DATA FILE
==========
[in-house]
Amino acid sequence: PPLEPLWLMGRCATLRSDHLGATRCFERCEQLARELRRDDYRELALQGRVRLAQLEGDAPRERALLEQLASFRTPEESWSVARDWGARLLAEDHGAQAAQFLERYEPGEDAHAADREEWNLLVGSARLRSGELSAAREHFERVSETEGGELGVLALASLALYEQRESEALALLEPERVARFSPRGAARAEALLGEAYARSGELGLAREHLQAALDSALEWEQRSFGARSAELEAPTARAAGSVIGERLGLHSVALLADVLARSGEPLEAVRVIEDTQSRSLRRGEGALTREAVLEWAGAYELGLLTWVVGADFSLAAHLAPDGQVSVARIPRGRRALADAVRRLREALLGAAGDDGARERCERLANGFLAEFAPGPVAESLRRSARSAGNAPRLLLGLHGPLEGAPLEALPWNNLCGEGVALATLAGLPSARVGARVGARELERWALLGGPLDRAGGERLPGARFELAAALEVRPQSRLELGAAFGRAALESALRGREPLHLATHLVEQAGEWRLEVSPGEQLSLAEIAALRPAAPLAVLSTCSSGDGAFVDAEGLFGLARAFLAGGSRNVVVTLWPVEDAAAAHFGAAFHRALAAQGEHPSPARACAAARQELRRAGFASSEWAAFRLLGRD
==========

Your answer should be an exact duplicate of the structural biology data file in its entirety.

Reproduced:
[in-house]
Amino acid sequence: PPLEPLWLMGRCATLRSDHLGATRCFERCEQLARELRRDDYRELALQGRVRLAQLEGDAPRERALLEQLASFRTPEESWSVARDWGARLLAEDHGAQAAQFLERYEPGEDAHAADREEWNLLVGSARLRSGELSAAREHFERVSETEGGELGVLALASLALYEQRESEALALLEPERVARFSPRGAARAEALLGEAYARSGELGLAREHLQAALDSALEWEQRSFGARSAELEAPTARAAGSVIGERLGLHSVALLADVLARSGEPLEAVRVIEDTQSRSLRRGEGALTREAVLEWAGAYELGLLTWVVGADFSLAAHLAPDGQVSVARIPRGRRALADAVRRLREALLGAAGDDGARERCERLANGFLAEFAPGPVAESLRRSARSAGNAPRLLLGLHGPLEGAPLEALPWNNLCGEGVALATLAGLPSARVGARVGARELERWALLGGPLDRAGGERLPGARFELAAALEVRPQSRLELGAAFGRAALESALRGREPLHLATHLVEQAGEWRLEVSPGEQLSLAEIAALRPAAPLAVLSTCSSGDGAFVDAEGLFGLARAFLAGGSRNVVVTLWPVEDAAAAHFGAAFHRALAAQGEHPSPARACAAARQELRRAGFASSEWAAFRLLGRD